Yes, indeed. And since we love RRE and Phil so much, perhaps
we should add his new book "Computation and Human Experience" to
our reading list-
He just posted the introduction to RRE; looks cool.
> It's weird, because it's guidelines for designing action alerts,
> but to tell you the truth, if spammers designed their spammail this way,
> I don't think I'd take nearly as much offense at the spammail I get.
Ah, but if spam followed his advice, such as clearly identifying the
originator, and selectively targetting audiences, it wouldn't be spam,
now would it?
Just one comment on his guidelines:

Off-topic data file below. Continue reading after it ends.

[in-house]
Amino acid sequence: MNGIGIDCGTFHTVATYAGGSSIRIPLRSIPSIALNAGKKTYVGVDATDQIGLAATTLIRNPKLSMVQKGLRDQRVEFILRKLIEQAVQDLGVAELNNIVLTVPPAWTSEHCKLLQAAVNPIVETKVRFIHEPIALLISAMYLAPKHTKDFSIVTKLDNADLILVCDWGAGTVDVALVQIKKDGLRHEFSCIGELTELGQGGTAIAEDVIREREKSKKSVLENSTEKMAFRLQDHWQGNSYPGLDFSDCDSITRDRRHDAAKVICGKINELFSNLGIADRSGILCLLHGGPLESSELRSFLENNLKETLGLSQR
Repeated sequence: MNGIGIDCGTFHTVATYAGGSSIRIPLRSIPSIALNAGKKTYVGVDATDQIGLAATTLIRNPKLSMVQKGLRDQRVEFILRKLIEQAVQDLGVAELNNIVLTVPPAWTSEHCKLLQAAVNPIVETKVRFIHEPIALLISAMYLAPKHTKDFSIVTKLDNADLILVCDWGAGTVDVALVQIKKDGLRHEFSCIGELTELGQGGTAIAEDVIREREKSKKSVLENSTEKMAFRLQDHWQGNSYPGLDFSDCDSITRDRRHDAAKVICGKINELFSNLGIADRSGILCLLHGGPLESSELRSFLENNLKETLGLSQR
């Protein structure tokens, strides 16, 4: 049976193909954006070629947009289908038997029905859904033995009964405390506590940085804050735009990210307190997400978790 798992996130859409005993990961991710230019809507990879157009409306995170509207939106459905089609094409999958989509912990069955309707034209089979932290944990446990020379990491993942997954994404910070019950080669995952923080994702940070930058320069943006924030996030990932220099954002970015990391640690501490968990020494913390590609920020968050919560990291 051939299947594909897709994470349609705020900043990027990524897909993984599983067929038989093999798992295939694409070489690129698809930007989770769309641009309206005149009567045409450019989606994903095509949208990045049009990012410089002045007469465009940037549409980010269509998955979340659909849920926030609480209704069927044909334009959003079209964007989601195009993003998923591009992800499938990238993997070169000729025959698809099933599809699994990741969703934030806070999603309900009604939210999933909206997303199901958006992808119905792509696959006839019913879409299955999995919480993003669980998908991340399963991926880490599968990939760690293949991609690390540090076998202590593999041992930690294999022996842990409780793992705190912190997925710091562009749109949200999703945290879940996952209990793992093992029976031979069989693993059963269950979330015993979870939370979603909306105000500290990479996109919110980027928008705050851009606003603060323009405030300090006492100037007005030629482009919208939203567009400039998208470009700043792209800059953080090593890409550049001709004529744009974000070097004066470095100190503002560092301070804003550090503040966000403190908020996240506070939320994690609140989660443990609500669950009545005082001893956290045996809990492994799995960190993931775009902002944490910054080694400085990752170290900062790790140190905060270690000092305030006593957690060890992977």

> > (19) Don't mistake e-mail for organizing. An action alert is not an
> > organization. If you want to build a lasting political movement, at some
> > point you'll have to gather people together. The Internet is a useful
> > tool for organizing, but it's just one tool and one medium among many
just one tool? Today maybe. Long term, I think he's right that physical
f2f meetings will always have a role, but I expect to see every non-f2f
encounter at some point get subsumed by the Net.
> > that you will need, and you should evaluate it largely in terms of its
> > contribution to larger organizing goals. Do the people you reach through
> > Internet alerts move up into more active positions in your movement?
> > Do you draw them into conferences, talk to them by phone, meet them in
> > person, become accountable to them to provide specific information and
> > answer questions? If not, why do you keep reaching out to them?